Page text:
Hospital bag checklist

    Hospital bag checklist for mom:

    • Outfit to go home in (something that felt comfortable at about six months pregnant)
    • Dressing gown or robe
    • Loose cotton or disposable underwear
    • A few pairs of socks
    • At least 2 front-opening or loose-fitting nightgowns
    • Flip-flops or slippers (if you prefer your own over the ones the hospital will provide)
    • Bikini top (if you’re opting for a water birth and you’d prefer to wear one)
    • 2 to 3 nursing bras
    • Nursing pads (your milk usually hasn’t fully come in to need these, but it’s worth being prepared)
    • Travel-sized toiletries — toothpaste and toothbrush, wet wipes, moisturizer, body soap or gel, hairbrush and hair products, deodorant, lip balm
    • Hair ties
    • Labor massage oil
    • Glasses (if you need them, even if you usually wear contact lenses)
    • Medications, including vitamins (in case labor is long or becomes complicated, leading to a prolonged stay at the hospital — but this should be packed at the last minute so you remember to continue taking your medication regularly while still at home)
    • Small, portable fan
    • Charging cables, including a long cell phone charger
    • Identity document, like a passport or driver’s license
    • Medical insurance card (if applicable)
    • Hospital registration form 
    • Birth plan or copy of your birth preferences
    • Books, magazines, a tablet, laptop, music, or anything to help you relax or pass the time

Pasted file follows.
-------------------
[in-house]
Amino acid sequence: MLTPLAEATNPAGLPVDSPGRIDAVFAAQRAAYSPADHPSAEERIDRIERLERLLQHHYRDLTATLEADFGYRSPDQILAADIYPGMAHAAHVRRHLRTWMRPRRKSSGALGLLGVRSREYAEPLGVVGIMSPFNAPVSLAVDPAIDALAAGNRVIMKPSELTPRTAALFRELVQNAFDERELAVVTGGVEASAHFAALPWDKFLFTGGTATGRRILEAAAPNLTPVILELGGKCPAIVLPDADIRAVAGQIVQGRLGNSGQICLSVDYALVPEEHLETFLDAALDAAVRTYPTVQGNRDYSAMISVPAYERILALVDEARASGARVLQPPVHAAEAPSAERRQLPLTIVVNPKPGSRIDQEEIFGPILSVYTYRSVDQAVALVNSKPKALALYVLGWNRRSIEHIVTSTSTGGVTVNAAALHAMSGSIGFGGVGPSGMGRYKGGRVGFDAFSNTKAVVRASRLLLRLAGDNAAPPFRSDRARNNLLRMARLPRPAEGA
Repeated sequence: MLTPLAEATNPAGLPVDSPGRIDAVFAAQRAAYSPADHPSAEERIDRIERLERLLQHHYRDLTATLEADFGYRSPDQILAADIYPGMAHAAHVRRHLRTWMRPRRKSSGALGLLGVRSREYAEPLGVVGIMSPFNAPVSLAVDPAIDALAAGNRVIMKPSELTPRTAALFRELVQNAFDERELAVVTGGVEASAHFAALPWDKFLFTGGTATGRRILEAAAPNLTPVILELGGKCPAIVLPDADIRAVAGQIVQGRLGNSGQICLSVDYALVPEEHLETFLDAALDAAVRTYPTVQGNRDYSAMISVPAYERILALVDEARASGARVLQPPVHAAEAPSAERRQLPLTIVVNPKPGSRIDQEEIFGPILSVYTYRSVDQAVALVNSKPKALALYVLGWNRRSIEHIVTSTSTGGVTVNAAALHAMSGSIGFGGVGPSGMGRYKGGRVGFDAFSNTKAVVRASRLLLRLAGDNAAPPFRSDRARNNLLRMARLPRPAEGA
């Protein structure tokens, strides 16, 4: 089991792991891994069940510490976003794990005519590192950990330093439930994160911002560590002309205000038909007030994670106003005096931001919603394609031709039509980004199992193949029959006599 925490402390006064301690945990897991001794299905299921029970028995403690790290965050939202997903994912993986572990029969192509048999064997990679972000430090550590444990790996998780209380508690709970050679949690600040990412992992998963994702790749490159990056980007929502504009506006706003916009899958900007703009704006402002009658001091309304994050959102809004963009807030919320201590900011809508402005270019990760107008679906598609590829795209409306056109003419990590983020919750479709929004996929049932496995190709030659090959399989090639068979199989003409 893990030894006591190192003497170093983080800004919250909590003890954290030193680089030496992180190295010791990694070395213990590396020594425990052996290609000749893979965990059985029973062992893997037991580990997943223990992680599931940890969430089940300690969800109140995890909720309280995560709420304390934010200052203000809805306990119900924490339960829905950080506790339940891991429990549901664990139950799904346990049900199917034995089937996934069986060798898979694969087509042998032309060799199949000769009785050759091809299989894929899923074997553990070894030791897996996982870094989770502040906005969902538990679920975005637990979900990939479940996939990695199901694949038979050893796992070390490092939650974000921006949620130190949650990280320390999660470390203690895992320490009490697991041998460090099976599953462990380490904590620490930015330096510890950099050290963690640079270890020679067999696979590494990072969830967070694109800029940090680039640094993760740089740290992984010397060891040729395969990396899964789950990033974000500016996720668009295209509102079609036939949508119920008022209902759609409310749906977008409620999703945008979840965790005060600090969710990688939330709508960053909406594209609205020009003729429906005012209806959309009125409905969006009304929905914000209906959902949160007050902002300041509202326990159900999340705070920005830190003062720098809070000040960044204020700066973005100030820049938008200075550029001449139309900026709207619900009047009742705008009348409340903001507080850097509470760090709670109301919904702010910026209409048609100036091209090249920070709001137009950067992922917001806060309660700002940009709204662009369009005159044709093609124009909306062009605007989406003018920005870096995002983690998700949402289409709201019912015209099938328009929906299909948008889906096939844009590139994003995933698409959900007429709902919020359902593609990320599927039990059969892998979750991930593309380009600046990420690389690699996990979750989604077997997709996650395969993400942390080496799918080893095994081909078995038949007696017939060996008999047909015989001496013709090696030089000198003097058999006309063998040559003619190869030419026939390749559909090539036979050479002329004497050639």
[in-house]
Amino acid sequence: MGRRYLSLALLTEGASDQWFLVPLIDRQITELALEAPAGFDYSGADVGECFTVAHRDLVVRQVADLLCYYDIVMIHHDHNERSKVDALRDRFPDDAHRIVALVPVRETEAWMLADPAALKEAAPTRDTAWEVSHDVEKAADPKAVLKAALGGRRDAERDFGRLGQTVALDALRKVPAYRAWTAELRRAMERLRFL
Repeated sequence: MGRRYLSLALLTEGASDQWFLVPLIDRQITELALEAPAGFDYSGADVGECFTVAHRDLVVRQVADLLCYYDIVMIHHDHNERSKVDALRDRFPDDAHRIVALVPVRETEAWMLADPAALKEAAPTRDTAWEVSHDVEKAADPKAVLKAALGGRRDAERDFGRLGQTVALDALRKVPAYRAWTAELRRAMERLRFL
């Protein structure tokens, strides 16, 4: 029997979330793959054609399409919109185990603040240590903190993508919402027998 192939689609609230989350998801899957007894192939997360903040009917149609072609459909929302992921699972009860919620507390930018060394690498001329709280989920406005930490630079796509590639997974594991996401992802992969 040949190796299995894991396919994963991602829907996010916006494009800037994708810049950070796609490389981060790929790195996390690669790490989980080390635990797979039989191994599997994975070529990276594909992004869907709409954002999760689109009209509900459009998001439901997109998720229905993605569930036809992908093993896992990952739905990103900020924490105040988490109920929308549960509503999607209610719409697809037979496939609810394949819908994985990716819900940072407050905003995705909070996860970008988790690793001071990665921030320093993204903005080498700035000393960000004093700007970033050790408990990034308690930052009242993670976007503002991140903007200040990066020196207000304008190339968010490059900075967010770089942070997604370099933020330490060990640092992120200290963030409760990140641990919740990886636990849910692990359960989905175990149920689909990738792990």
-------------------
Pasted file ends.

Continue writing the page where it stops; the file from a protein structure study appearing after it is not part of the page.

Baby’s hospital bag checklist:

    • Outfit for baby to go home in
    • Onesies
    • Sleepsuits
    • Muslin squares or bibs
    • Shawl or blanket
    • Hat
    • Scratch mittens
    • Socks
    • Booties
    • Car seat (left in your car, of course)

    Some items for both mom and baby that may be provided by the hospital in the United States (but not in the United Kingdom or elsewhere) are:

    • Postpartum pads to go home with 
    • Diapers and wipes
    • Disposable underwear
    • Formula (there may not always be facilities to prepare bottles, so look for liquid starter packs)
    • Breast pump 
    • Towels
    • Baby swaddles
    • Blood pressure cuff (if you need to closely monitor your blood pressure at home)

    Partner’s hospital bag checklist:

    • Charging cables, including a long cell phone charger
    • Reusable water bottle or bottled drinks
    • Snacks
    • Travel-sized toiletries
    • Layers of clothing (this can be a long, intense experience, so avoid heavy or warm clothes that could increase the risk of fainting)
    • A change of clothes
    • Comfortable shoes
    • Swimsuit (if they plan to help you shower during labor)
    • Books, magazines, a tablet
    • Cash or a card to pay for parking and vending machines
    • A camera with batteries and a memory card, if you prefer this over your cell phone. However, check with the hospital if they allow filming of the actual birth moment, as some don’t.